Former defense secretary doesn’t hold back in coming memoir
President Barack Obama and outgoing Defense Secretary Robert Gates salute during a ceremony June 30, 2011, honoring Gates' time at the Pentagon.
Stars and Stripes
WASHINGTON —Former Defense Secretary Robert Gates has written his memoir, detailing his time under both President George W. Bush and President Barack Obama. It isn’t pretty.
According to a New York Times review, Gates writes that President Barack Obama lost faith in the troop increase he ordered in Afghanistan, his doubts fed by top White House civilian advisers opposed to the strategy, who continually brought him negative news reports suggesting it was failing.
In a new memoir to be published Jan. 14 by Alfred A. Knopf, Gates, a Republican holdover from the Bush administration who served for two years under Obama, praises the president as a rigorous thinker who frequently made decisions “opposed by his political advisers or that would be unpopular with his fellow Democrats.” But Gates also writes that by 2011, Obama began expressing his own criticism of the way his strategy in Afghanistan was playing out.
Gates had said that he would be frank, noting through his publisher that his book would recount “my political war with Congress each day I was in office … and the dramatic contrast between my public respect, bipartisanship, and calm, and my private frustration, disgust, and anger.”
Gates writes that at a pivotal meeting in the situation room in March 2011, Obama opened with a blast of frustration over his Afghan policy — expressing doubts about Gen. David Petraeus, the commander he had chosen, and questioning whether he could do business with the Afghan president, Hamid Karzai.
“As I sat there, I thought: The president doesn’t trust his commander, can’t stand Karzai, doesn’t believe in his own strategy and doesn’t consider the war to be his,” he writes. “For him, it’s all about getting out.”
“Duty: Memoirs of a Secretary at War” is the first book describing those years written from inside the cabinet.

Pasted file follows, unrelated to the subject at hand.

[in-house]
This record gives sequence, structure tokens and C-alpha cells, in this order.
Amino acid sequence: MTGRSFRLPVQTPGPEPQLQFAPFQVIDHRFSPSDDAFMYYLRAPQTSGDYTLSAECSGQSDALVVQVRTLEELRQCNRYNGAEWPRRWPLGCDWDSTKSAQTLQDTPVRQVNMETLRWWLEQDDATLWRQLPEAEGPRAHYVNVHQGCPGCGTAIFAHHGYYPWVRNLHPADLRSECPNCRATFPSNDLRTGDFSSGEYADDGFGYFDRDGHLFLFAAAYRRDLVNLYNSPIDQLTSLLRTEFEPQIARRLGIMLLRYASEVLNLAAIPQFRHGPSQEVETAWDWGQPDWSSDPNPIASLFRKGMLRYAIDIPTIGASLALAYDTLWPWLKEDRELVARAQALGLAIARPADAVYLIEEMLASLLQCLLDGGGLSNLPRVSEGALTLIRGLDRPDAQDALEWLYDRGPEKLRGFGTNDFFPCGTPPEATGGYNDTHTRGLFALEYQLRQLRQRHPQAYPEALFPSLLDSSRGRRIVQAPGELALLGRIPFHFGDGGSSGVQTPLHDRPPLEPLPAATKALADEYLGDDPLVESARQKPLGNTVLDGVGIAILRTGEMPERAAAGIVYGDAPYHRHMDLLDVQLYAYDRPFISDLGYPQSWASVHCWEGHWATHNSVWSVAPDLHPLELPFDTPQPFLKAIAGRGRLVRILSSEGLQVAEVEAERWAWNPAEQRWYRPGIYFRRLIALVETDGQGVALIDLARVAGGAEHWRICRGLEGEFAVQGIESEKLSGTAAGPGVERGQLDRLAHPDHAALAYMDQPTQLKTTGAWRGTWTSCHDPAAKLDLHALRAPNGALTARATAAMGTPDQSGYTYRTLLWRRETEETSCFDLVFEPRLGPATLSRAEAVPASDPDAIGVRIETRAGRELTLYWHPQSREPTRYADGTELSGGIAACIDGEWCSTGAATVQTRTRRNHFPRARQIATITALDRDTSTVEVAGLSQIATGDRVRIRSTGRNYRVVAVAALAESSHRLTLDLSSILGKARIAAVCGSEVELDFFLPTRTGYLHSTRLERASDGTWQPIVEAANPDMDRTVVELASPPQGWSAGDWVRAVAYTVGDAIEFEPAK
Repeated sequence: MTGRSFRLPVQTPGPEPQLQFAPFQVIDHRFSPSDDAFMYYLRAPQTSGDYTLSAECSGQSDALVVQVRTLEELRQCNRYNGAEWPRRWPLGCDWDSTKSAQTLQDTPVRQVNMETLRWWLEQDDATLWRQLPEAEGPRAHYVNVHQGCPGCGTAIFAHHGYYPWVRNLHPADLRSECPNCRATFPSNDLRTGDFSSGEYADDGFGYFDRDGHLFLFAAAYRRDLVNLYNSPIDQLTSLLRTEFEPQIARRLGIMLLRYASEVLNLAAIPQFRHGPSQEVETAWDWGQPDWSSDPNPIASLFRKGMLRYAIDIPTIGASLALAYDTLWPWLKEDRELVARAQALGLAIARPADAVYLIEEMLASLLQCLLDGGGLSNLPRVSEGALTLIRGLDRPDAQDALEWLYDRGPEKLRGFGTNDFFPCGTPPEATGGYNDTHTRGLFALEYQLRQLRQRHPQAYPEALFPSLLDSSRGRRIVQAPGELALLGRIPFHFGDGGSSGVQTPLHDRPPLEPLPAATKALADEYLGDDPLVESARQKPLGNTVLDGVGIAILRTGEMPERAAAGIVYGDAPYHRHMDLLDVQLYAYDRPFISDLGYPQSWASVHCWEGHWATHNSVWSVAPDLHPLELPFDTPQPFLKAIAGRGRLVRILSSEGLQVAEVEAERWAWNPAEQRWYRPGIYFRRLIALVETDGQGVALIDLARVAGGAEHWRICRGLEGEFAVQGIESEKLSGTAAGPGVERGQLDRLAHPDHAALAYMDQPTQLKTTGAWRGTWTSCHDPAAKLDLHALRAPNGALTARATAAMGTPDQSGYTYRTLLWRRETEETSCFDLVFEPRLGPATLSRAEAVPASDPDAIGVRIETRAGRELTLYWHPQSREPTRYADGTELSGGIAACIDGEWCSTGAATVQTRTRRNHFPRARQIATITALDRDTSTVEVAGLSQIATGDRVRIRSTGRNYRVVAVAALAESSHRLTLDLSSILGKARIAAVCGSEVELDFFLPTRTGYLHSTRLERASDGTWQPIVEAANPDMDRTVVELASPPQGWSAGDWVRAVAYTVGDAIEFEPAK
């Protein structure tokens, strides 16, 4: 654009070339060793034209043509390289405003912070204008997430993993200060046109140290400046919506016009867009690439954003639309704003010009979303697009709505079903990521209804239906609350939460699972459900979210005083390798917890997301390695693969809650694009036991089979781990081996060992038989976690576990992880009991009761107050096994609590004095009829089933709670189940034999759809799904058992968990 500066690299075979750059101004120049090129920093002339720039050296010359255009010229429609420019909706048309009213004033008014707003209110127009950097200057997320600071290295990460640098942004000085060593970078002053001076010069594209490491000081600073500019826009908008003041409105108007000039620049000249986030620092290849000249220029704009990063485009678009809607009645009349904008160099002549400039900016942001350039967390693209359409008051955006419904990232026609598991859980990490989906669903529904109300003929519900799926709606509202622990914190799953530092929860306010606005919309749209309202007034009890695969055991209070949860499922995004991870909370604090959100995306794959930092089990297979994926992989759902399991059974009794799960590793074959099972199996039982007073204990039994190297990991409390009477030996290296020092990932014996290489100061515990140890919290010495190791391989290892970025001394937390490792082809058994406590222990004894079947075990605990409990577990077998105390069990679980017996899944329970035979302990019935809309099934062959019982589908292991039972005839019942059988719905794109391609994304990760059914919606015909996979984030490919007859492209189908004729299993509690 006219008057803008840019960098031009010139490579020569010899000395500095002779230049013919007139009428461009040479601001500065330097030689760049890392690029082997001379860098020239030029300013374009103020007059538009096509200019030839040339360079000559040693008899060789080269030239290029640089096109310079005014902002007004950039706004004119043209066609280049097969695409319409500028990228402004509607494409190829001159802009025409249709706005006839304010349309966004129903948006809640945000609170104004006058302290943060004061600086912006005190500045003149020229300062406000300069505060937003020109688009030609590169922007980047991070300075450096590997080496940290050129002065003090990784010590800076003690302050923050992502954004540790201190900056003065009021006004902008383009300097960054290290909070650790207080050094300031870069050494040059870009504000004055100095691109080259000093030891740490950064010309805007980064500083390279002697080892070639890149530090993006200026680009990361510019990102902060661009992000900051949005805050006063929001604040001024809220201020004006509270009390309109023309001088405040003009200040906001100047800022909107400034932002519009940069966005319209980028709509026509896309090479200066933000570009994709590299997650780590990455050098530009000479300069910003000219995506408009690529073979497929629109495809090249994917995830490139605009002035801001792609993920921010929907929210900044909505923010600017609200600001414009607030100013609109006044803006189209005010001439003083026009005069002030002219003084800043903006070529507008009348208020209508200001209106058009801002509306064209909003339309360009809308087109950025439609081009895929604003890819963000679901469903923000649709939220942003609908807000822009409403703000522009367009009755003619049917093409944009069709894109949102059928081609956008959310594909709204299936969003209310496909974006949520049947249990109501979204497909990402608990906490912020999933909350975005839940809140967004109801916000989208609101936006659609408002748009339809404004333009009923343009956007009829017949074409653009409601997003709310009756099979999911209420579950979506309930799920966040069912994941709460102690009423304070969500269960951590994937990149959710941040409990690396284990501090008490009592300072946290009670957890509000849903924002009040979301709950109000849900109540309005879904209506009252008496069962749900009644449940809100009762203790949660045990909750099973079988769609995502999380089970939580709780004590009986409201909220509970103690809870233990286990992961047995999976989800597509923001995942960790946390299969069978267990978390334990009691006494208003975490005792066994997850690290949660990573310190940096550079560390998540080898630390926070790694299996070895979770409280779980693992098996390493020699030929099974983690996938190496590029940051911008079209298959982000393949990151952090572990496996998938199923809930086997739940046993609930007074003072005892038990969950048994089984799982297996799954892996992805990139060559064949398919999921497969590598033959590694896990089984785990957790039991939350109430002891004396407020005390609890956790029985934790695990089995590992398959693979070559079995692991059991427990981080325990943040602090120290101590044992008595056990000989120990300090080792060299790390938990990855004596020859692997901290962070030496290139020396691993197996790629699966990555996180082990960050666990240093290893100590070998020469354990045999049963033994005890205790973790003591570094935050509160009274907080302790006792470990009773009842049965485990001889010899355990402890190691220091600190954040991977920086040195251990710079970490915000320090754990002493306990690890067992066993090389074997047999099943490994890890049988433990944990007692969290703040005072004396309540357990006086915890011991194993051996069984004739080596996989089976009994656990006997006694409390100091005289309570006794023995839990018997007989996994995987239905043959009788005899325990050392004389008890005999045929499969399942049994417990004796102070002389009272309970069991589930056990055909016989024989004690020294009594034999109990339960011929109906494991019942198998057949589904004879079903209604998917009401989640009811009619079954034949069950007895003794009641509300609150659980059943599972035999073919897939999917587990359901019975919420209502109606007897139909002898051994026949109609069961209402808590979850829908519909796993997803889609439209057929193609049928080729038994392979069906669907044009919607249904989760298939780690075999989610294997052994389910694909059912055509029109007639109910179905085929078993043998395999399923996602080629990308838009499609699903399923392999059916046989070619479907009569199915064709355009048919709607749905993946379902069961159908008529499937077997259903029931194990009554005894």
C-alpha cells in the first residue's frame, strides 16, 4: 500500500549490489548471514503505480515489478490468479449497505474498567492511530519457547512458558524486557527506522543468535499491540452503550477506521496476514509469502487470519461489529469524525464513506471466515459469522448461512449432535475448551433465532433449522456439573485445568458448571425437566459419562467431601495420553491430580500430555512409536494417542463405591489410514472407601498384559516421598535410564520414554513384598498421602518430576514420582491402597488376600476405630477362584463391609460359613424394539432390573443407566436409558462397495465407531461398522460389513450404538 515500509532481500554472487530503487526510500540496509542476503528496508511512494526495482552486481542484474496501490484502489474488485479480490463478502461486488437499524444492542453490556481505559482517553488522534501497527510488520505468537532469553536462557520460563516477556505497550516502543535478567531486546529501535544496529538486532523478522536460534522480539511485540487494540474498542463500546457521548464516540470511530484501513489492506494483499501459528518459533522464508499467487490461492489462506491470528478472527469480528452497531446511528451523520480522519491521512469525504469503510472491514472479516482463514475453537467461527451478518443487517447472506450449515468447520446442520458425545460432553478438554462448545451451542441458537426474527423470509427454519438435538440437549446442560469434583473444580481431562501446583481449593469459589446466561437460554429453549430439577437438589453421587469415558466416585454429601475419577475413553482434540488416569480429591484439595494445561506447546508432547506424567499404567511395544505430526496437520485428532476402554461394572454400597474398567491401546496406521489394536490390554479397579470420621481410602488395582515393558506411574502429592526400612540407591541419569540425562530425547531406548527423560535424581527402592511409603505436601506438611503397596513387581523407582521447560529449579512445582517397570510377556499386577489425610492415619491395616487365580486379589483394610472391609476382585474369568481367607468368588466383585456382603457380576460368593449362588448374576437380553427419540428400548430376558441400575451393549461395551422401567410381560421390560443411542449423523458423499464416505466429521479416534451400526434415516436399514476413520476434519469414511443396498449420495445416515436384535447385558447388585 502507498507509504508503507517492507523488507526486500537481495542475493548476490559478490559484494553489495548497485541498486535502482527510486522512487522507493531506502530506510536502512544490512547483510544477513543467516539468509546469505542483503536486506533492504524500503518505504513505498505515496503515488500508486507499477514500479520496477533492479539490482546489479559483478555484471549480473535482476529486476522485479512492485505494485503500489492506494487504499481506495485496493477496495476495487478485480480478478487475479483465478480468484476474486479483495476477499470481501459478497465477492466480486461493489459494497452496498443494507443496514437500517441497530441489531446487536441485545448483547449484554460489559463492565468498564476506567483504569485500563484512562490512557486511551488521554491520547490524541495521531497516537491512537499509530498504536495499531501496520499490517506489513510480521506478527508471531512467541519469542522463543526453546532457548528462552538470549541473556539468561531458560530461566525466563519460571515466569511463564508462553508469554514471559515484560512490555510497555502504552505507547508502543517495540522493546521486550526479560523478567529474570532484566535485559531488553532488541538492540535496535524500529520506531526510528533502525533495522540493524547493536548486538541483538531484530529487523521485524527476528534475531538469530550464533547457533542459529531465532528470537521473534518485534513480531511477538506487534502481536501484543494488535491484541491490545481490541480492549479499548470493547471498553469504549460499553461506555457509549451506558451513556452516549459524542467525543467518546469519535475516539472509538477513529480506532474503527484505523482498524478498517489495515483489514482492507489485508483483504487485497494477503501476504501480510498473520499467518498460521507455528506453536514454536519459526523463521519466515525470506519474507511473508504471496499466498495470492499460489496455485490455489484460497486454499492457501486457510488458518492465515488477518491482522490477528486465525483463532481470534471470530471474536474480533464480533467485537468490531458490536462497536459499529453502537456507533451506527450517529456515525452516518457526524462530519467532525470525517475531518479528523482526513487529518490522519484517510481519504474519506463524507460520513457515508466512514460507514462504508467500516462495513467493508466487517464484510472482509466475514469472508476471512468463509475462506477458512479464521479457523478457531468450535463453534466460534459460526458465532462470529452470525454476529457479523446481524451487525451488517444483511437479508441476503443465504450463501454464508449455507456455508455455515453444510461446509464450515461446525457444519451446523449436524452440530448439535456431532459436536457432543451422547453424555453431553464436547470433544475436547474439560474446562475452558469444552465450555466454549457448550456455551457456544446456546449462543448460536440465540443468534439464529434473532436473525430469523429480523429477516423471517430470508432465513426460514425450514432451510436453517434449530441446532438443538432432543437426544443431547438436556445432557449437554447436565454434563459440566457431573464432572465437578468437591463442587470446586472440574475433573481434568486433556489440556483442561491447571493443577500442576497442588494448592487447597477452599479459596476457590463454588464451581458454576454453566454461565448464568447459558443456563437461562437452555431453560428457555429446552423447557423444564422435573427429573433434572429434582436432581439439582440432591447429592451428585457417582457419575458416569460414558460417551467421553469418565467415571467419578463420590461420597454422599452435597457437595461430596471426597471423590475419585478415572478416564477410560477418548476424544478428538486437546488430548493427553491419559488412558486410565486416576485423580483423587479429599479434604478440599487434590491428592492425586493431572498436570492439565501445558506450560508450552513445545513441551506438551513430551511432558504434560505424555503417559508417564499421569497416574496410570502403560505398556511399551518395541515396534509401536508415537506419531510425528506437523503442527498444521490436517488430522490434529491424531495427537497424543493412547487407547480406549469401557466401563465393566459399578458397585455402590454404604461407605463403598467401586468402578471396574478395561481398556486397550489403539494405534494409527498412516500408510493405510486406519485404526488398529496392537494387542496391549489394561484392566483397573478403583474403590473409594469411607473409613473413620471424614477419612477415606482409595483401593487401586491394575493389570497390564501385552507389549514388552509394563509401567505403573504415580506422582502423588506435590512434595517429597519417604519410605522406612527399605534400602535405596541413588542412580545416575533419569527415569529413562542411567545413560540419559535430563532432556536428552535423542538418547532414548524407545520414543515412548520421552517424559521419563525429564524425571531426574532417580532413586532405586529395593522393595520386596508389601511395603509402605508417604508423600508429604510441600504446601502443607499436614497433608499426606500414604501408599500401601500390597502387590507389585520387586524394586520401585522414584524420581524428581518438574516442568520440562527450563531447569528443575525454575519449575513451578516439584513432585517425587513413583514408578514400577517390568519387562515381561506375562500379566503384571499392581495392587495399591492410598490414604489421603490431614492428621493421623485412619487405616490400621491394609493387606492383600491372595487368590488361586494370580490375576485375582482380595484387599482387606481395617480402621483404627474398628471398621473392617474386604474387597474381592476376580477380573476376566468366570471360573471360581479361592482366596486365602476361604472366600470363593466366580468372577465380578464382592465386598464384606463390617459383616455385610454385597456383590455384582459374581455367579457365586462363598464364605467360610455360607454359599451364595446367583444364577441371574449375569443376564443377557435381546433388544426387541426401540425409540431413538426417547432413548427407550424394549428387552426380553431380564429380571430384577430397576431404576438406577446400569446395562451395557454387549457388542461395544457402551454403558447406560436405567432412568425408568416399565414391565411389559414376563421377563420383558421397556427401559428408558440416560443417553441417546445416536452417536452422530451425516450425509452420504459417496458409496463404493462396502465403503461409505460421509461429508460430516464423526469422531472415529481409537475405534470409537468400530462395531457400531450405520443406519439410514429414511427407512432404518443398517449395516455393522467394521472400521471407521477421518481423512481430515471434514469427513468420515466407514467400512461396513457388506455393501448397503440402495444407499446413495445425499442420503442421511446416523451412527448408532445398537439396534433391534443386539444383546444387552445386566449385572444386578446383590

Other items highlighted by the Times:
- Vice President Joseph Biden is “a man of integrity,” but questions his judgment. “I think he has been wrong on nearly every major foreign policy and national security issue over the past four decades.”
- Gates almost quit after a dispute-filled meeting with White House advisers over Afghan policy in September 2009. “I was deeply uneasy with the Obama White House’s lack of appreciation — from the top down — of the uncertainties and unpredictability of war,” he recalls. “I came closer to resigning that day than at any other time in my tenure, though no one knew it.”
- The former defense secretary holds the George W. Bush administration responsible for misguided policy that squandered the early victories in Afghanistan and Iraq, although he credits Bush for ordering a troop surge in Iraq that contributed to averting collapse of the mission.
- Gates initially opposed sending Special Operations forces to attack a housing compound in Pakistan where Osama bin Laden, the mastermind of the Sept. 11 attacks, was believed to be hiding. Gates writes that Obama’s approval for the Navy SEAL mission, despite strong doubts that bin Laden even was there, was “one of the most courageous decisions I had ever witnessed in the White House.”
- In private, members of Congress could be calm, thoughtful and insightful. “But when they went into an open hearing, and the little red light went on atop a television camera, it had the effect of a full moon on a werewolf.”
- The military services were too focused on protecting their own budgets and future missions, and he describes how he had to break traditional procurement chains to rush armored vehicles to troops to protect them from improvised explosives, additional helicopters to evacuate the wounded and more drones for surveillance.